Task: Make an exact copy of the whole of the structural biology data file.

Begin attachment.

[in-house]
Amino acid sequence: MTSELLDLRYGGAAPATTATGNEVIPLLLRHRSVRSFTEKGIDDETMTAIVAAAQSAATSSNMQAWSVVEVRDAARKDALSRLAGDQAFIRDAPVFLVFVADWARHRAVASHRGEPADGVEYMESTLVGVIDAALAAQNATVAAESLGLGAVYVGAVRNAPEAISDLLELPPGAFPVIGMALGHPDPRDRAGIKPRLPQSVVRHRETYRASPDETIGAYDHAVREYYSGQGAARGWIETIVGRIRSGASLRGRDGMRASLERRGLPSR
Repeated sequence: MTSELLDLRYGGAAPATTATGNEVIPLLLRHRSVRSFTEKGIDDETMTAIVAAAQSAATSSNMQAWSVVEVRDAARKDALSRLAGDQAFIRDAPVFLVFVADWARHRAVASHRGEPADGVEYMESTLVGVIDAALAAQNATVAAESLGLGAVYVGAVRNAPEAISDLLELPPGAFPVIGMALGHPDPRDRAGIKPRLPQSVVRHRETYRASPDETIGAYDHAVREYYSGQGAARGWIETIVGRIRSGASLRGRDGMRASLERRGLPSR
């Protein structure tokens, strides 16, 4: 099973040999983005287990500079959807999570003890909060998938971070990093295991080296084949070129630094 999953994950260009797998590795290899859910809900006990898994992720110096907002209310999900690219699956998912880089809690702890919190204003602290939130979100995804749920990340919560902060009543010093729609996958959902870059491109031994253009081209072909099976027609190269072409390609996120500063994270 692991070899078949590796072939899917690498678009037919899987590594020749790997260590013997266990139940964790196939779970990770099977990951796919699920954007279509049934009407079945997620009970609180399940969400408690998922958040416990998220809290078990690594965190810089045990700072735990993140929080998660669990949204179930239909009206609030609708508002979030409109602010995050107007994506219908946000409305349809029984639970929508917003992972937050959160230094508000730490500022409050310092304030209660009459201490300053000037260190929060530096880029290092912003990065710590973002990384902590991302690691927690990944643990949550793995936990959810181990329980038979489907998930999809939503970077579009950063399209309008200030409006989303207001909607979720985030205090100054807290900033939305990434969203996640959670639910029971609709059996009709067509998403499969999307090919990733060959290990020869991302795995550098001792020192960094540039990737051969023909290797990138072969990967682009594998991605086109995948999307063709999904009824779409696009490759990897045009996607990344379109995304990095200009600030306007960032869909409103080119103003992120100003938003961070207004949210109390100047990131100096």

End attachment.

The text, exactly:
[in-house]
Amino acid sequence: MTSELLDLRYGGAAPATTATGNEVIPLLLRHRSVRSFTEKGIDDETMTAIVAAAQSAATSSNMQAWSVVEVRDAARKDALSRLAGDQAFIRDAPVFLVFVADWARHRAVASHRGEPADGVEYMESTLVGVIDAALAAQNATVAAESLGLGAVYVGAVRNAPEAISDLLELPPGAFPVIGMALGHPDPRDRAGIKPRLPQSVVRHRETYRASPDETIGAYDHAVREYYSGQGAARGWIETIVGRIRSGASLRGRDGMRASLERRGLPSR
Repeated sequence: MTSELLDLRYGGAAPATTATGNEVIPLLLRHRSVRSFTEKGIDDETMTAIVAAAQSAATSSNMQAWSVVEVRDAARKDALSRLAGDQAFIRDAPVFLVFVADWARHRAVASHRGEPADGVEYMESTLVGVIDAALAAQNATVAAESLGLGAVYVGAVRNAPEAISDLLELPPGAFPVIGMALGHPDPRDRAGIKPRLPQSVVRHRETYRASPDETIGAYDHAVREYYSGQGAARGWIETIVGRIRSGASLRGRDGMRASLERRGLPSR
């Protein structure tokens, strides 16, 4: 099973040999983005287990500079959807999570003890909060998938971070990093295991080296084949070129630094 999953994950260009797998590795290899859910809900006990898994992720110096907002209310999900690219699956998912880089809690702890919190204003602290939130979100995804749920990340919560902060009543010093729609996958959902870059491109031994253009081209072909099976027609190269072409390609996120500063994270 692991070899078949590796072939899917690498678009037919899987590594020749790997260590013997266990139940964790196939779970990770099977990951796919699920954007279509049934009407079945997620009970609180399940969400408690998922958040416990998220809290078990690594965190810089045990700072735990993140929080998660669990949204179930239909009206609030609708508002979030409109602010995050107007994506219908946000409305349809029984639970929508917003992972937050959160230094508000730490500022409050310092304030209660009459201490300053000037260190929060530096880029290092912003990065710590973002990384902590991302690691927690990944643990949550793995936990959810181990329980038979489907998930999809939503970077579009950063399209309008200030409006989303207001909607979720985030205090100054807290900033939305990434969203996640959670639910029971609709059996009709067509998403499969999307090919990733060959290990020869991302795995550098001792020192960094540039990737051969023909290797990138072969990967682009594998991605086109995948999307063709999904009824779409696009490759990897045009996607990344379109995304990095200009600030306007960032869909409103080119103003992120100003938003961070207004949210109390100047990131100096």